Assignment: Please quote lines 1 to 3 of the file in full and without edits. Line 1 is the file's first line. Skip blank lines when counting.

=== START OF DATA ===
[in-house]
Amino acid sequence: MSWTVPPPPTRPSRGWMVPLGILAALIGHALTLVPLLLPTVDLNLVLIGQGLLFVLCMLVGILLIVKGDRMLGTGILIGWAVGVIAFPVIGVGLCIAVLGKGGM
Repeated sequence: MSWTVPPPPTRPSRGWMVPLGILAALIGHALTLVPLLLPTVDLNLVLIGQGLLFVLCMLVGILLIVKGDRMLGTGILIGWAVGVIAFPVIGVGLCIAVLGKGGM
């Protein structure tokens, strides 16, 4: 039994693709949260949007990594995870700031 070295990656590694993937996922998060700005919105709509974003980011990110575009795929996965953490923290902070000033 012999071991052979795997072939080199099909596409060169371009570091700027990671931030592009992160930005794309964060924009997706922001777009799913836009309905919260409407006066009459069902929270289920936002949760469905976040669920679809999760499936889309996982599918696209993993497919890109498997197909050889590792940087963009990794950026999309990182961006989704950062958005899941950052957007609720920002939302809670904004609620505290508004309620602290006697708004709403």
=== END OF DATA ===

[in-house]
Amino acid sequence: MSWTVPPPPTRPSRGWMVPLGILAALIGHALTLVPLLLPTVDLNLVLIGQGLLFVLCMLVGILLIVKGDRMLGTGILIGWAVGVIAFPVIGVGLCIAVLGKGGM
Repeated sequence: MSWTVPPPPTRPSRGWMVPLGILAALIGHALTLVPLLLPTVDLNLVLIGQGLLFVLCMLVGILLIVKGDRMLGTGILIGWAVGVIAFPVIGVGLCIAVLGKGGM